Exercise: A Powerful Prescription for Your Health

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Exercise: A Powerful Prescription for Your Health

According to the US Department of Health and Human Services, 117 million Americans today (about ½ of all American adults) have one or more preventable chronic diseases, and regular exercise favorably influences most common chronic diseases. We have ample scientific evidence which supports that exercise reduces the risk for many serious health conditions such as heart disease, high blood pressure, diabetes, stroke and some cancers including lung, breast, colorectal, stomach cancers, etc. In addition, exercise strengthens muscles and bones, relieves pain from arthritis, fights depression, helps maintain a healthy body weight, and decreases disability preserving independence as we age. Moreover, exercise is much more affordable, and you can customize your exercise regimen to your liking.

So what is exercise? Exercise is any program of activity that is planned, structured, and repetitive focused at improving or maintaining fitness. In contrast, physical activities such as walking across the grocery store, mopping or vacuuming the floor, or rising from a chair includes any movements requiring muscle contractions and an increase in burned calories. These tasks that most of us perform may not count as an exercise regimen but can still help with problems caused by a sedentary lifestyle. Combining physical activities with regular exercise programs will make you healthier. There are many forms of exercise including aerobic (cardio), strength (resistance), balance, and flexibility exercise.

How much exercise is recommended? The Physical Activities Guidelines for Americans issued by the US Department of Health and Human Services urge all adults ages 18 to 64 to perform at least 150 minutes a week of moderate-intensity aerobic exercise (or at least 75 minutes a week of vigorous-intensity aerobic exercise) and at least two days a week of muscle-strengthening exercise. Examples of aerobic exercise include walking, running, biking, swimming, etc. whereas strength exercise include weight machines, free weights, resistance bands, etc.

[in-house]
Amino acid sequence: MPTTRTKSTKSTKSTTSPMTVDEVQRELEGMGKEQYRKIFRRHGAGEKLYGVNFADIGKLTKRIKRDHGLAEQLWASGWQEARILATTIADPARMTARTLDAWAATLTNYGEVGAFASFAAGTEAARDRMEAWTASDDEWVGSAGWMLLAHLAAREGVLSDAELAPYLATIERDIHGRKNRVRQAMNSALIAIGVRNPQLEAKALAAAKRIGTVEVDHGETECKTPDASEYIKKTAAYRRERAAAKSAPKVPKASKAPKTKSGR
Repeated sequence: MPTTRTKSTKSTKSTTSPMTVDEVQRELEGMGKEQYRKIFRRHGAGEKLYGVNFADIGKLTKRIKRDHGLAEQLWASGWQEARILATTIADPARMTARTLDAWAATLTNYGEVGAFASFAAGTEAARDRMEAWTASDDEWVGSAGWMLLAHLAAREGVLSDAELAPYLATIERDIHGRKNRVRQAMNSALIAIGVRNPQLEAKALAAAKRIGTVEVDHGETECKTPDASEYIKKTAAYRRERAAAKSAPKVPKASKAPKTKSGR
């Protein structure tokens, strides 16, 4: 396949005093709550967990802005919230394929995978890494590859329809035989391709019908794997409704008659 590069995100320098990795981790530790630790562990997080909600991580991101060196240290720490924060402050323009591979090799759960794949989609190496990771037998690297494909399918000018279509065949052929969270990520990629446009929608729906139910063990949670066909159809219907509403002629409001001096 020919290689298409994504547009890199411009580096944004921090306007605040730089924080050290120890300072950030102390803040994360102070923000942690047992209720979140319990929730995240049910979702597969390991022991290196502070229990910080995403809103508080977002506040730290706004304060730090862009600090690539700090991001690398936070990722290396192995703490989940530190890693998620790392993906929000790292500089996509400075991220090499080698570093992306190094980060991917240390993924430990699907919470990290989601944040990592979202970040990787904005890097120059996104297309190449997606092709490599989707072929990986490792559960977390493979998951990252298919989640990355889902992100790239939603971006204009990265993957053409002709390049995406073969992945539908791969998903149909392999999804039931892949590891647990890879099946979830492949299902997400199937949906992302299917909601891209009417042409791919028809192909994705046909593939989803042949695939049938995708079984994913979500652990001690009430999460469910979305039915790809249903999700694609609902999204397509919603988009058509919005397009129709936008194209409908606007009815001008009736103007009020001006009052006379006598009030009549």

How can exercise help you? Regular aerobic exercise prevents heart disease, the leading cause of death in the US, by lowering systolic blood pressure (first number in blood pressure reading) by 4-8 mm Hg on average. Studies have shown that even 15 minutes of moderate intensity exercise every day can extend your life span by three years. Moreover, exercise can prevent buildup of fatty deposits in your arteries which can lead to a heart attack or stroke. Second, exercise can prevent or help control diabetes by lowering blood sugar, increasing insulin sensitivity, and maintaining a healthy body weight. In addition, exercise builds and maintains strong muscles and bones needed to fight fractures and reduce falls. By improving weight control, exercise can prevent as well as reduce arthritis pain. Last but not least, exercise can boost your mental, emotional, and physical functioning contributing to a better quality of life.

Please talk to your WRMC Providers if you have significant health issues like an injury or serious health conditions for advice before starting an exercise regimen. We can help tailor an exercise prescription based on your specific needs. I hope that the current evidence on exercise will convince you to start a safe exercise regimen if you haven’t already. What better way to start a New Year with a resolution to take care of your health by engaging in an exercise program.

Dr. Surya Boopathy is a 2nd-Year Internal Medicine resident physician. He's from Miami, Florida and attended Chicago Medical School at Rosalind Franklin University. His hobbies include reading health/science articles, working out, healthy foods, and traveling.